Stone and environment
On the downside of quarrying, there is its disturbance and encroachment upon the natural setting, noise from machinery and explosives and quarry stone dust in the air and water.
However, what is often regarded as the biggest problem with natural stone production is the high quantity of waste produced compared to, for example, crushed stone production. In Scandinavia the utilization rate of material from natural stone quarry lies between 5 and 20 percent. The waste is either left near the quarry , or be it can be used in other ways; such as, crushed stone, constructing stone breakwaters, fill material, masonry stone, etc.
In some quarries the quality of the remaining material is high, and everything can be used. Or, the local market's demand for the waste material is high. In other places it can be considerably more difficult to find local users, and ways must be found to properly dispose waste masses.
The masses of stone waste aren't hazardous - it has exactly the same composition as the bedrock from which it was quarried. In the language of the stone industry, the terms 'by-product' and 'residue material' instead of waste is preferred, precisely because the masses are harmless and can be used for a variety of purposes when demand is there. We could say that the waste from the natural stone-extraction is considerably more environmentally-friendly compared to the waste from manufacturing of a wide range of other products.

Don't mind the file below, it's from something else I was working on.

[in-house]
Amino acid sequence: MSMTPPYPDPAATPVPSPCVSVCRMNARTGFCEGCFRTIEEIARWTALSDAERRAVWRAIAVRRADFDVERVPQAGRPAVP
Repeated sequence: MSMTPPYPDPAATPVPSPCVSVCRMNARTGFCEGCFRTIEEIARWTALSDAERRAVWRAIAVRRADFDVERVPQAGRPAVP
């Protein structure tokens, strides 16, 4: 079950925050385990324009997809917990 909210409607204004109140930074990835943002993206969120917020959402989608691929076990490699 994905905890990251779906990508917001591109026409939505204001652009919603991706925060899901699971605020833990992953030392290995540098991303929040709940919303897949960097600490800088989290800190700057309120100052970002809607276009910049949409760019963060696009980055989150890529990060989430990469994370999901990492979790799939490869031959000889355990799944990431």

Today stone is usually extracted by sawing, which can lead to the accumulation of fine stone dust, that must be collected before it reaches the drainage systems.
Production of Natural Stone is in general energy efficient, particularly in the case of slate, which is "finished" easily into slabs, with the help of nature. The largest consumption of energy in natural stone production is likely transport; first, the internal transport, then the transport of blocks to the processing factory, and finally the transport of finished products to the market. Today many stone blocks are transported across the entire globe before reaching their final destination.
Natural stone is part of the bedrock foundation of Norway, with all its strengths and weaknesses. Some rock types may contain varying levels of radioactive minerals or asbestos, which has carefully researched. Fortunately, so far it has been shown that natural stone in Norway is free from such minerals.
Over all Europe there has been strong revitalization of the natural stone industry, to comply with new definitions of environmental and sustainable production. The increasing number marble quarries in southern Europe will moved underground, in order to minimize the effects of the industry on the local communities. In addition, larger proportions of the extracted rock material is being used. Modern technology, particularly sawing techniques, are more sensitive and cause less damage. Water recycling routines have been become the norm, and plans must be in approved for rehabilitation of old quarries, even before activity can start.